Director: Armando Iannucci
Cast: Steve Buscemi, Jeffrey Tambor, Simon Russell Beale, Michael Palin, Jason Isaacs
Running time: 107 minutes
Russia, 1953. After Soviet leader Joseph Stalin (Adrian McLoughlin) suffers a fatal heart attack, it’s up to his band of subordinates to decide upon a successor. Cue all manner of bickering, plotting, and scheming.
Armando Iannucci has built his career almost exclusively around political satire. From the ferociously funny BBC series The Thick of It to the subsequent feature spin-off In the Loop, Iannucci’s knack for hanging political figures out to dry – be it fictional, allegorical, or real – seems to come as naturally as cursing does to Steve Buscemi. His latest, The Death of Stalin – based on a graphic novel of the same name – is almost certainly his most daring satire to date – taking one of the darkest periods in modern history and running it for laughs. It is, and always was, going to be a risky game.
Luckily, Iannucci and fellow screenwriters David Schneider, Ian Martin, and Peter Fellows, are fully aware that comedy and terror are never more than a couple of doors down from one another. As a result, they have crafted something that is as serious as it is silly; as harrowing as it is humorous; and as bleak as it is bold. Here, there are frills and sparkles, but the curtain remains firmly iron.
You can imagine the initial reaction of those in the room when it was first suggested that, in a film about Stalin and the Soviet Union, there should be no Russian whatsoever – and barely even a whiff of the accent anywhere. Thankfully, the decision was made to run with it, and it’s certainly an inspired one. When we first meet the titular tyrant, he’s simultaneously bantering his apparent nearest and dearest while giving the order to bump off people willy-nilly, all in the greasy, geezer-ific tones of an Eastenders stalwart. Among his clan of middle-aged, mostly balding disciples, we have First Secretary Nikita Khrushchev (Buscemi), Chief of Stalin’s Secret Police (NKVD) Lavrentiy Beria (Beale), right-hand man Georgy Malenkov (Tambor), and Foreign Affairs Minister Vyacheslav Molotov (Palin).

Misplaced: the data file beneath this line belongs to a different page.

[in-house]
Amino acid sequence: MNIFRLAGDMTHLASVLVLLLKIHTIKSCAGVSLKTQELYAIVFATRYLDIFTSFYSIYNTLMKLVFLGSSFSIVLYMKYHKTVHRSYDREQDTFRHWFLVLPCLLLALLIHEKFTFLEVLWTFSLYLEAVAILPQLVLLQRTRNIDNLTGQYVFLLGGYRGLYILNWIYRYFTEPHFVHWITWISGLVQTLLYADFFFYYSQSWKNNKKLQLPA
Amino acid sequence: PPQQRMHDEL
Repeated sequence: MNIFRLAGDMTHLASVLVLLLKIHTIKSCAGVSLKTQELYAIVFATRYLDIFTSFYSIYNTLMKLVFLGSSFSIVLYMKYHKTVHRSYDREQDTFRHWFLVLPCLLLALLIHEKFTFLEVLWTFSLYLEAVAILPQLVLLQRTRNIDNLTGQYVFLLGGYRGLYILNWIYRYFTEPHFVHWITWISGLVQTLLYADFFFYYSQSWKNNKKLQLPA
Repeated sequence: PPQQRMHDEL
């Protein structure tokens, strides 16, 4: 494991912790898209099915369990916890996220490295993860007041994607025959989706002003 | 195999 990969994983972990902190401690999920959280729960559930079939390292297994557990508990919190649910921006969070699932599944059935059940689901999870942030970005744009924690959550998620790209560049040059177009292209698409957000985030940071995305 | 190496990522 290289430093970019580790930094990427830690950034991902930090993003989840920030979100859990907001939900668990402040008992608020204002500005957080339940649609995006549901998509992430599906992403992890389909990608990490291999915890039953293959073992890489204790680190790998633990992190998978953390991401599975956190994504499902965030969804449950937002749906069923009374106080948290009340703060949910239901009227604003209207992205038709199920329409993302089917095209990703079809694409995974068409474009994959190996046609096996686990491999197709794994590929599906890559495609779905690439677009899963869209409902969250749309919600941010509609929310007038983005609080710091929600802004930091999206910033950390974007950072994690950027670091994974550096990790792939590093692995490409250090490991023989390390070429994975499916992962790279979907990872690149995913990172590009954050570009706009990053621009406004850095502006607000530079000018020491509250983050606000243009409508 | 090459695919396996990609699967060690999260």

Don’t worry about remembering names – Iannucci doesn’t expect you to – and unless you really know your Russian history, they’ll mostly go in one ear and straight out the other. It’ll be what they say and do that is most memorable, as each take it in turns to be suitably clumsy, quirky, increasingly cutthroat, and almost always comically, and categorically, detestable.
“Nobody is going to get killed” assures Paddy Considine’s everyday music hall manager, “it’s just a musical emergency” he concludes after a fiercely bonkers opening act. It’s at this point we know exactly what we’re in for. From there, casual jokes are dropped about mass killings and those on Stalin’s infamous blacklist who have since ‘disappeared’; authority figures chuck in throwaway remarks that hint at sexual abuse and torture; and powerful men become paranoid over each potentially ill-judged anecdote. Jason Isaacs is wonderfully cast as a foul-mouthed army general – complete with Yorkshire accent – who turns up to belittle our graceless rabble of politicians and request lubricant; and Palin’s eccentric Molotov harbours shades of Python as a man in a constant state of self-squabble over where he stands on his own wife’s incarceration and apparent execution.
Everything about it says that The Death of Stalin should really be the antithesis of good taste. And in many ways, it really is. But, crucially, the narrative is constructed in such an attentive and careful way that we are never allowed to forget the bleakness and sincerity that underpins its subject matter. Despite the tomfoolery, there is something very sobering and timely about watching a group of educated men in positions of immense power behave so atrociously irresponsibly – all they are missing is Twitter and a White House it would seem.
“I have no idea what is going on” states Tambor’s Malenkov at one point; and in doing so perfectly encapsulates the film’s satirical depiction of its political figureheads. The Death of Stalin might not be as laugh-out-loud as you might be expecting, but this is some of the sharpest, and darkest humour you’re likely to see all year.
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